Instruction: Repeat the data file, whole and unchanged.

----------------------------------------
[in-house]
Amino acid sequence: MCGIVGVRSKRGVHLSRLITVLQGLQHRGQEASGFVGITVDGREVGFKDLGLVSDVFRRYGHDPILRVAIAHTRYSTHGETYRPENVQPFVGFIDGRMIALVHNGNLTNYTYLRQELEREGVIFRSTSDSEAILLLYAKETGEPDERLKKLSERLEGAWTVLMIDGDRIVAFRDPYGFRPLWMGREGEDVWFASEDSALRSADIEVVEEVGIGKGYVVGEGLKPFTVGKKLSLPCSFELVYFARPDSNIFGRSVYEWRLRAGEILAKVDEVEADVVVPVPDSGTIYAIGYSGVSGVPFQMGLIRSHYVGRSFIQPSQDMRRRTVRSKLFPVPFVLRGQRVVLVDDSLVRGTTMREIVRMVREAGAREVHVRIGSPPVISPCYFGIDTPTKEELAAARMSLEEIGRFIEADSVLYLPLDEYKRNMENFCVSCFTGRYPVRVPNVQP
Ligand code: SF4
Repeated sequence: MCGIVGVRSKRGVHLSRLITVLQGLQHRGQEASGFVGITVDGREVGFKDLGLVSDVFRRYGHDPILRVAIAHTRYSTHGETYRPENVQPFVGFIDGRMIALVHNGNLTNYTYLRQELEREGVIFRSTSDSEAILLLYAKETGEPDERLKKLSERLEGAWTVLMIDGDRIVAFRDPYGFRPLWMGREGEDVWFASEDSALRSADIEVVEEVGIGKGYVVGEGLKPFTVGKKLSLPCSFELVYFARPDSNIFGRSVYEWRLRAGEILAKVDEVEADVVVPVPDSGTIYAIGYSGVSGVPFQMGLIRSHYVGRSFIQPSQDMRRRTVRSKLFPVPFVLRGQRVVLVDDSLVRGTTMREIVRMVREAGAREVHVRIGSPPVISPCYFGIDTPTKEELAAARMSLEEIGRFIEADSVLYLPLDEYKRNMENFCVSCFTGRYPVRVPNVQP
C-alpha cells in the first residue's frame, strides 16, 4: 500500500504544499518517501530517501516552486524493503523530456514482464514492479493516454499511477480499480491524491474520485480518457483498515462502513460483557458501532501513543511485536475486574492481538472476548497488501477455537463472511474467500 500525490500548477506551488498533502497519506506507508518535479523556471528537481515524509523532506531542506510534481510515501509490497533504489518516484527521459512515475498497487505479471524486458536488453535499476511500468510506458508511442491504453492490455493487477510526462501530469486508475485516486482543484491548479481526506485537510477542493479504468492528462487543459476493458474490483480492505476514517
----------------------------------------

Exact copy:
[in-house]
Amino acid sequence: MCGIVGVRSKRGVHLSRLITVLQGLQHRGQEASGFVGITVDGREVGFKDLGLVSDVFRRYGHDPILRVAIAHTRYSTHGETYRPENVQPFVGFIDGRMIALVHNGNLTNYTYLRQELEREGVIFRSTSDSEAILLLYAKETGEPDERLKKLSERLEGAWTVLMIDGDRIVAFRDPYGFRPLWMGREGEDVWFASEDSALRSADIEVVEEVGIGKGYVVGEGLKPFTVGKKLSLPCSFELVYFARPDSNIFGRSVYEWRLRAGEILAKVDEVEADVVVPVPDSGTIYAIGYSGVSGVPFQMGLIRSHYVGRSFIQPSQDMRRRTVRSKLFPVPFVLRGQRVVLVDDSLVRGTTMREIVRMVREAGAREVHVRIGSPPVISPCYFGIDTPTKEELAAARMSLEEIGRFIEADSVLYLPLDEYKRNMENFCVSCFTGRYPVRVPNVQP
Ligand code: SF4
Repeated sequence: MCGIVGVRSKRGVHLSRLITVLQGLQHRGQEASGFVGITVDGREVGFKDLGLVSDVFRRYGHDPILRVAIAHTRYSTHGETYRPENVQPFVGFIDGRMIALVHNGNLTNYTYLRQELEREGVIFRSTSDSEAILLLYAKETGEPDERLKKLSERLEGAWTVLMIDGDRIVAFRDPYGFRPLWMGREGEDVWFASEDSALRSADIEVVEEVGIGKGYVVGEGLKPFTVGKKLSLPCSFELVYFARPDSNIFGRSVYEWRLRAGEILAKVDEVEADVVVPVPDSGTIYAIGYSGVSGVPFQMGLIRSHYVGRSFIQPSQDMRRRTVRSKLFPVPFVLRGQRVVLVDDSLVRGTTMREIVRMVREAGAREVHVRIGSPPVISPCYFGIDTPTKEELAAARMSLEEIGRFIEADSVLYLPLDEYKRNMENFCVSCFTGRYPVRVPNVQP
C-alpha cells in the first residue's frame, strides 16, 4: 500500500504544499518517501530517501516552486524493503523530456514482464514492479493516454499511477480499480491524491474520485480518457483498515462502513460483557458501532501513543511485536475486574492481538472476548497488501477455537463472511474467500 500525490500548477506551488498533502497519506506507508518535479523556471528537481515524509523532506531542506510534481510515501509490497533504489518516484527521459512515475498497487505479471524486458536488453535499476511500468510506458508511442491504453492490455493487477510526462501530469486508475485516486482543484491548479481526506485537510477542493479504468492528462487543459476493458474490483480492505476514517